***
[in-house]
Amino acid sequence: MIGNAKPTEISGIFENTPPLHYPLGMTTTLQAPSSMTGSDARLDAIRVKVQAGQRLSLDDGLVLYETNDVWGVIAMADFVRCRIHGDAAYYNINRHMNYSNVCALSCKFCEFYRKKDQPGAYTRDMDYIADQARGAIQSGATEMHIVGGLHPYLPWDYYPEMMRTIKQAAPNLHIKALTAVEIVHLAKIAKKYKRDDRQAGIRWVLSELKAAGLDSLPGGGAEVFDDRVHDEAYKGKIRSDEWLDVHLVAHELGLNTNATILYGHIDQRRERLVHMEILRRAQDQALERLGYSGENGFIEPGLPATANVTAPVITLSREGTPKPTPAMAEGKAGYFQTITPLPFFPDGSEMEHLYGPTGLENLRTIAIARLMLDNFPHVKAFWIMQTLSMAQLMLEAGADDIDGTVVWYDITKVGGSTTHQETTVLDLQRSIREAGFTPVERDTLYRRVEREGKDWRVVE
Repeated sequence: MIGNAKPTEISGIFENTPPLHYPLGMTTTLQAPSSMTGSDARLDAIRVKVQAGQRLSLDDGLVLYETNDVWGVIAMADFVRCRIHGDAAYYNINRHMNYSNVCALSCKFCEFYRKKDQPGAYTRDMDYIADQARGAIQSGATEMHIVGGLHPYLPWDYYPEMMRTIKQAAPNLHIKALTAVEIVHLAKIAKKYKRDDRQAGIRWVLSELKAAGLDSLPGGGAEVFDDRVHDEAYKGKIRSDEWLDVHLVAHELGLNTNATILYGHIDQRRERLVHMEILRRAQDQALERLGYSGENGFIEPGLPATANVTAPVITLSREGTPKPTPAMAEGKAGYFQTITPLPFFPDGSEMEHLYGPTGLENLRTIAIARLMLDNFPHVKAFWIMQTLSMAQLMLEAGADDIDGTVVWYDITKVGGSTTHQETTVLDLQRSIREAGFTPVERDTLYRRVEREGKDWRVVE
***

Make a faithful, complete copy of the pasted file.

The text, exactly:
[in-house]
Amino acid sequence: MIGNAKPTEISGIFENTPPLHYPLGMTTTLQAPSSMTGSDARLDAIRVKVQAGQRLSLDDGLVLYETNDVWGVIAMADFVRCRIHGDAAYYNINRHMNYSNVCALSCKFCEFYRKKDQPGAYTRDMDYIADQARGAIQSGATEMHIVGGLHPYLPWDYYPEMMRTIKQAAPNLHIKALTAVEIVHLAKIAKKYKRDDRQAGIRWVLSELKAAGLDSLPGGGAEVFDDRVHDEAYKGKIRSDEWLDVHLVAHELGLNTNATILYGHIDQRRERLVHMEILRRAQDQALERLGYSGENGFIEPGLPATANVTAPVITLSREGTPKPTPAMAEGKAGYFQTITPLPFFPDGSEMEHLYGPTGLENLRTIAIARLMLDNFPHVKAFWIMQTLSMAQLMLEAGADDIDGTVVWYDITKVGGSTTHQETTVLDLQRSIREAGFTPVERDTLYRRVEREGKDWRVVE
Repeated sequence: MIGNAKPTEISGIFENTPPLHYPLGMTTTLQAPSSMTGSDARLDAIRVKVQAGQRLSLDDGLVLYETNDVWGVIAMADFVRCRIHGDAAYYNINRHMNYSNVCALSCKFCEFYRKKDQPGAYTRDMDYIADQARGAIQSGATEMHIVGGLHPYLPWDYYPEMMRTIKQAAPNLHIKALTAVEIVHLAKIAKKYKRDDRQAGIRWVLSELKAAGLDSLPGGGAEVFDDRVHDEAYKGKIRSDEWLDVHLVAHELGLNTNATILYGHIDQRRERLVHMEILRRAQDQALERLGYSGENGFIEPGLPATANVTAPVITLSREGTPKPTPAMAEGKAGYFQTITPLPFFPDGSEMEHLYGPTGLENLRTIAIARLMLDNFPHVKAFWIMQTLSMAQLMLEAGADDIDGTVVWYDITKVGGSTTHQETTVLDLQRSIREAGFTPVERDTLYRRVEREGKDWRVVE